CBRNE - Viral Hemorrhagic Fevers Treatment & Management

Updated: Mar 31, 2021
  • Author: David C Pigott, MD, RDMS, FACEP; Chief Editor: Zygmunt F Dembek, PhD, MS, MPH, LHD  more...
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Approach Considerations

Notification of local and state public health departments and the Centers for Disease Control and Prevention (CDC) may provide resources for further epidemiologic investigation into the source of the infection.

Appropriate barrier precautions should remain in place throughout the hospital course because of the highly pathogenic nature of viral hemorrhagic fever infection and because various causes of viral hemorrhagic fever often are clinically indistinguishable.


Prehospital Care

Supportive care is based on the patient's physiologic condition. Because most patients requiring prehospital evaluation and transport are in the early stages of the disease, universal precautions should be adequate. In patients with respiratory symptoms (eg, cough, rhinitis), use face shields and high-efficiency particulate air (HEPA) filter masks.


Emergency Department Care

Fluid resuscitation and supportive care are the mainstays of emergency department therapy. Intravenous crystalloids, oxygen, and cardiac monitoring are the most appropriate initial steps in the treatment of patients in whom viral hemorrhagic fever (VHF) is suggested. Other measures include the following:

  • Administer blood and blood products as clinically indicated
  • Avoid intramuscular injections and the use of aspirin or other anticoagulants
  • Minimize invasive procedures because of the risk associated with viral transmission from sharp objects
  • Minimize aerosol-generating procedures such as bilevel positive airway pressure (biPAP), intubation, bronchoscopy and sputum induction.

Infection control measures include the following:

  • Place patients in a single-patient room with a private bathroom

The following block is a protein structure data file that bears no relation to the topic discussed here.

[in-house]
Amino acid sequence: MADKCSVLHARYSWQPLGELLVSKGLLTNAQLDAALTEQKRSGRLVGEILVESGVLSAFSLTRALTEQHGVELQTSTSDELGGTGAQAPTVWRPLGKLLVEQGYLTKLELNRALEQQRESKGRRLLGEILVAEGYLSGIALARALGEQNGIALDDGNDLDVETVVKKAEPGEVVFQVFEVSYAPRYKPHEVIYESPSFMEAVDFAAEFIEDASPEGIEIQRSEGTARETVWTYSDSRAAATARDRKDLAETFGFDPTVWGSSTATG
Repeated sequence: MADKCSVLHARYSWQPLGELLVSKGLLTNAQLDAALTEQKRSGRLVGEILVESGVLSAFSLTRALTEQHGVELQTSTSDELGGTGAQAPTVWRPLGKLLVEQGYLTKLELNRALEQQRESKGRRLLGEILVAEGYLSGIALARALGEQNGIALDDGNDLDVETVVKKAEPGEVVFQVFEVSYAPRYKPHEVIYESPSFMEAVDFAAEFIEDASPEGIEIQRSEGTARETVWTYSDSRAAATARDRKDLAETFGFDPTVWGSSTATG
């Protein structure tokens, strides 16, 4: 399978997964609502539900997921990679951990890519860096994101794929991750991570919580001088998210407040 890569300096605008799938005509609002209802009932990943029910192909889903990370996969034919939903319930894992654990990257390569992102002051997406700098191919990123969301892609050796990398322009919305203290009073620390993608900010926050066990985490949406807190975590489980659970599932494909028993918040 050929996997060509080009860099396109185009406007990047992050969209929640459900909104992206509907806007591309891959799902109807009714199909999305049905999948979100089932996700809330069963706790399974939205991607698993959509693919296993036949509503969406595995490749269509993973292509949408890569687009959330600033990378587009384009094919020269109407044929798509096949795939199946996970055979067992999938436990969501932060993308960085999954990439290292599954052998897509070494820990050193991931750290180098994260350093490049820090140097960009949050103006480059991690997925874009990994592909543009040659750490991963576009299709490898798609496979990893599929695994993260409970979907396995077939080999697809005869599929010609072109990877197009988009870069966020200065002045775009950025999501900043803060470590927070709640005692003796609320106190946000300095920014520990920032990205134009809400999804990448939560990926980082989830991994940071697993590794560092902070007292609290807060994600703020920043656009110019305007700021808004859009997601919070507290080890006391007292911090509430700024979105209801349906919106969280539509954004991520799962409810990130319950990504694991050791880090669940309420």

• Avoid entry of nonessential staff and visitors; facilities should maintain a log of all people entering the patient’s room
  • All staff entering the room should wear appropriate personal protective equipment (PPE); see below

PPE should include the following:

  • Impermeable garment
  • Respiratory protection (N95 mask with single-use surgical hood or single-use full face shield) or powered-air purifying respirator (PAPR) with full face shield or hood
  • Single-use examination gloves with extended cuffs
  • Single-use boot covers
  • Single-use apron (if patients have vomiting or diarrhea)

For donning of PPE, a trained observer should read aloud to the healthcare worker each step in the procedure checklist and visually confirm and document that the step has been performed correctly.

A separate area should be designated for donning and doffing of PPE. The space and layout must allow for clear separation between clean and contaminated areas

Note that these infection control recommendations were developed for use with patients with suspected or confirmed Ebola virus disease, but may also be used for any patient with suspected VHF infection. For more details, see the US Centers for Disease Control and Prevention's Ebola infection control recommendations.



Because fruit bats have been shown to be natural reservoirs for Ebola and Marburg, [25]  specific prevention measures should include avoidance of bats, their excreta, and areas with concentrated bat populations within endemic areas. Studies have suggested that contact with fruit bats may be responsible for some cases of filovirus infection. [26, 27]

An experimental Ebola vaccine, rVSV-ZEBOV, appears to offer substantial protection against Ebola virus disease. [28]  An open-label, cluster-randomised trial evaluated vaccine effectiveness in case contacts, where clusters of contacts of Ebola cases were randomised for immediate or delayed vaccination.The authors estimated the vaccine efficacy to be 100% (95% CI 68·9–100, P=0.0045) in individuals vaccinated in the immediate group compared with those eligible and randomized to the delayed group. [29]  However, the extent of this efficacy has been debated. [30]

Efforts are under way in West Africa to educate people in high-risk areas about ways to decrease rodent populations, thereby reducing transmission of Lassa fever.

Strict barrier precautions in the treatment of patients with known or suspected viral hemorrhagic fever infection reduce nosocomial transmission.

Proposed guidelines for the use of ribavirin for Lassa fever postexposure prophylaxis recommend the use of oral ribavirin exclusively for definitive, high-risk exposures, such as the following [31] :

  • Contaminated needlestick injury
  • Mucous membrane or nonintact skin exposure with contaminated blood or body fluids
  • Participation in emergency resuscitative procedures (eg, intubation, suctioning)
  • Prolonged close contact in an enclosed space with infected patients without appropriate personal protective equipment